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Vintage Motorcycle, DKW (Dampf-Kraft-Wagen).

Updated on October 7, 2013

Motorcycles of the Past

Looking back at the old days of racing out in the desert and wondering what happened to some of the motorcycles that I or others used to ride. Many have gone into oblivion and never to be seen or heard from again. We all remember the bikes we saw sitting around camp or being ridden by fellow riders. After time we noticed that some are not around. If a bike we rode was a favorite you usually knew right away about its demise and thought about the days of glory with fond remembrance. We all seem to remember the bikes we loved and we all remember the bikes we hated. That motorcycle you hated because it seemed that you were constantly working on it, and using colorful words that little kids should not hear. One motorcycle that seemed to be a favorite and one that I never owned was DKW. I do not know much about this bike and can’t seem to remember if I had ever ridden one. We all test ride someone’s new ride but for the world of me I cannot think if I had ever swung my leg over a DKW. Where did these bikes come from and when did they disappear? So I set off to discover a forgotten motorcycle that someone once loved or hated and to see what I could dig up.

19? DKW
19? DKW
1939 DKW US 250
1939 DKW US 250
1972 DKW 125 Enduro
1972 DKW 125 Enduro

DKW Motorcycles

DKW’s were from Germany and they not only made motorcycles they also made cars. The DKW stand for Dampf-Kraft-Wagen which I understand to mean, “steam driven car”. The company got its start in 1916 making steam fittings and that same year was unsuccessful at producing a steam driven car. By the 1930’s DKW was the world’s largest motorcycle manufacturer. In 1931 DKW started building split-engines singles designed by Ing Zoller and this concept made them a contender with the racing community. It was also at this time that they introduced a super charged racing motorcycle that made them a racing force to be reckoned with. DKW produced motorcycles to suit any rider whether on or off road there was a motorcycle for you, or one of their scooters. Looking at their vintage bikes I can see why some of these would make any collector happy. The look is classic European/German and to top it off they made a good motorcycle that was advanced for their time.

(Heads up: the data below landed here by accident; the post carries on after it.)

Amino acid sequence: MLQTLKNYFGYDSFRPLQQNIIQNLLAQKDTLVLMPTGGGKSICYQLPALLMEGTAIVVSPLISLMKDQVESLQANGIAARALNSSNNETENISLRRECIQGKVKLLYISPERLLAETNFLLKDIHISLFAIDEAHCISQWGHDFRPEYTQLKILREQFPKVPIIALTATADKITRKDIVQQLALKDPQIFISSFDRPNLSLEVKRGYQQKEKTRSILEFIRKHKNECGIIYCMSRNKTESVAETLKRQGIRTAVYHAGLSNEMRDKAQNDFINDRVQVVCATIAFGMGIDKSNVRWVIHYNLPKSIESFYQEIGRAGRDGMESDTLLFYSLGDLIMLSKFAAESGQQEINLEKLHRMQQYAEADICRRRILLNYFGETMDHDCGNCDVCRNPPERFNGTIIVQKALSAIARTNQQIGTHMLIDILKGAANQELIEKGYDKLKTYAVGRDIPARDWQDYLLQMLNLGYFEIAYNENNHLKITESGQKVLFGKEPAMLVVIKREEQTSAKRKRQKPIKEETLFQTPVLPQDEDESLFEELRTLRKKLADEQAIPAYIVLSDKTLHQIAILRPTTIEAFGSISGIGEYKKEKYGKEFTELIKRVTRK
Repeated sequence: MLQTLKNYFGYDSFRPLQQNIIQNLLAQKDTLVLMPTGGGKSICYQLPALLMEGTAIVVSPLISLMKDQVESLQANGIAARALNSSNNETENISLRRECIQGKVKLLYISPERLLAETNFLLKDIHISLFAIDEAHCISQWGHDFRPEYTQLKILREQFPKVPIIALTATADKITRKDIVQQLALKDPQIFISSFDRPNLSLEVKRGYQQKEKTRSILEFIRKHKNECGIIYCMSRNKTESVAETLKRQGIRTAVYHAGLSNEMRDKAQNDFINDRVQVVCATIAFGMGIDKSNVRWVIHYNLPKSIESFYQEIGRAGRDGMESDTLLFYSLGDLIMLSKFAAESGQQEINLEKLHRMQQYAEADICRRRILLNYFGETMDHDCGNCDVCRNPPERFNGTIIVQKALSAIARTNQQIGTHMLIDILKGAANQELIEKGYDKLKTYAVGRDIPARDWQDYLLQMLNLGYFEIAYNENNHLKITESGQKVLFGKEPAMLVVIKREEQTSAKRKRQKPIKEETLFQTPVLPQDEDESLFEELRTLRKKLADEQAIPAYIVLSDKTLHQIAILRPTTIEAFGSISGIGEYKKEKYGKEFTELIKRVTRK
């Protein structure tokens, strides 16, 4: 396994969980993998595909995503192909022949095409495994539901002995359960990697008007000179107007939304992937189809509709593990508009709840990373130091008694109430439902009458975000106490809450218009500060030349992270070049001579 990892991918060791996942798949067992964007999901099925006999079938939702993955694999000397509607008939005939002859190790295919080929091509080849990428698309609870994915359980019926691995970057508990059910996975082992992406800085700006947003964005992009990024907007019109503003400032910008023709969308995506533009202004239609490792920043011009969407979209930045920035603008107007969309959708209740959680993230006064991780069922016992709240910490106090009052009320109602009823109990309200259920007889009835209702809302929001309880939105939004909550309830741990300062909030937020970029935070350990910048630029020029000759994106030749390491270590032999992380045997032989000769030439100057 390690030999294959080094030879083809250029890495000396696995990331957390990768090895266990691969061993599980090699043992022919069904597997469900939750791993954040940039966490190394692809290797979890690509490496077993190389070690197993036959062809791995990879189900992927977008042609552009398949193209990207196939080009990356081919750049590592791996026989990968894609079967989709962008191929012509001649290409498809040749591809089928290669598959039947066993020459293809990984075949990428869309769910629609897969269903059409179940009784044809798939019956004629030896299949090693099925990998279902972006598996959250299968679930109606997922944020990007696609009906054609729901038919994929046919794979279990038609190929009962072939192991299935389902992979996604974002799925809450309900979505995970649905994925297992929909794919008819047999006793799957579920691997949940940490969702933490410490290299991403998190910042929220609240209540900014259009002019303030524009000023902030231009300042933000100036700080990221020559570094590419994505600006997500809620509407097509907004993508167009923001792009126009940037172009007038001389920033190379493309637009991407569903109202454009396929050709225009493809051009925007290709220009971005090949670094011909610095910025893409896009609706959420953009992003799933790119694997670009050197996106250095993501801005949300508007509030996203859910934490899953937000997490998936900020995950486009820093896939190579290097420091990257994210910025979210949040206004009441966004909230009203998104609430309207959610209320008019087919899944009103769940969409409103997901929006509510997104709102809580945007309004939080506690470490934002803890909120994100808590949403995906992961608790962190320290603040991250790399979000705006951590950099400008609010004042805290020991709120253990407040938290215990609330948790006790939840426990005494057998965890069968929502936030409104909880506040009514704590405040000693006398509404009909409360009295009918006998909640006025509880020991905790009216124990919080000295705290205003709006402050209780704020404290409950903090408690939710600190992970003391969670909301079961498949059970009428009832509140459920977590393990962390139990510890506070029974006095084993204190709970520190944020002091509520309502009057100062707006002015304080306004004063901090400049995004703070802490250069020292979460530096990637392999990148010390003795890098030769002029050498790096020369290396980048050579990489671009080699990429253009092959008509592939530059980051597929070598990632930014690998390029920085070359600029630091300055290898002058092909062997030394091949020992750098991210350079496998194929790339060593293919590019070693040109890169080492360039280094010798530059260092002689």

Trying to find out the history of when DKW made dirt bikes that showed up here in the states has made me dig in and do some research. DKW 125 was here in the US in the early 70’s and was winning races such as the Baja 1000 and the Mint 400. Even today riders that had one back then still have one in their garage today, and some are ridden in vintage races. They popular years for DKW dirt bikes here in the states were in the years of 1971 and 1972. DKW’s history is long and was an innovator for other's in the motorcycle industry. For vintage motorcycle buffs you must check out the DKW Wankel which headlined on many motorcycle magazines in 1974. Today the trademark 'DKW' is still held by AUDI AG, and they have no plans to reactivate this name on any new motorcycles.

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    • Peter Geekie profile image

      Peter Geekie 

      5 years ago from Sittingbourne

      Dear mkott,

      I never had a dirt bike, mine were always cafe racers. The last bike I had (the one I had my serious smash on) was what was known as a Triton. This was a Triumph 650cc engine in a Norton featherbed frame which I built myself using specially made engine bearers. It was a state of the art machine in its day with clip on handlebars and rear set footrests but probably wouldn't hold a candle to a modern bike. It was a typical British machine - noisy and dropped oil all over the driveway, however it was great fun.

      Kind regards Peter

    • mkott profile imageAUTHOR

      Michele 

      8 years ago from Reno, Nevada

      Had it in my research notes but for some reason the final draft I did not include it. Why? I am not sure. Silly me! Did state though that they were an "innovator" to the industry.

    • profile image

      DKW Fan 

      8 years ago

      you should have mentioned how the RT125 which the designs were "acquired" by various companies after wwII making it basically the most copied motorcycle ever

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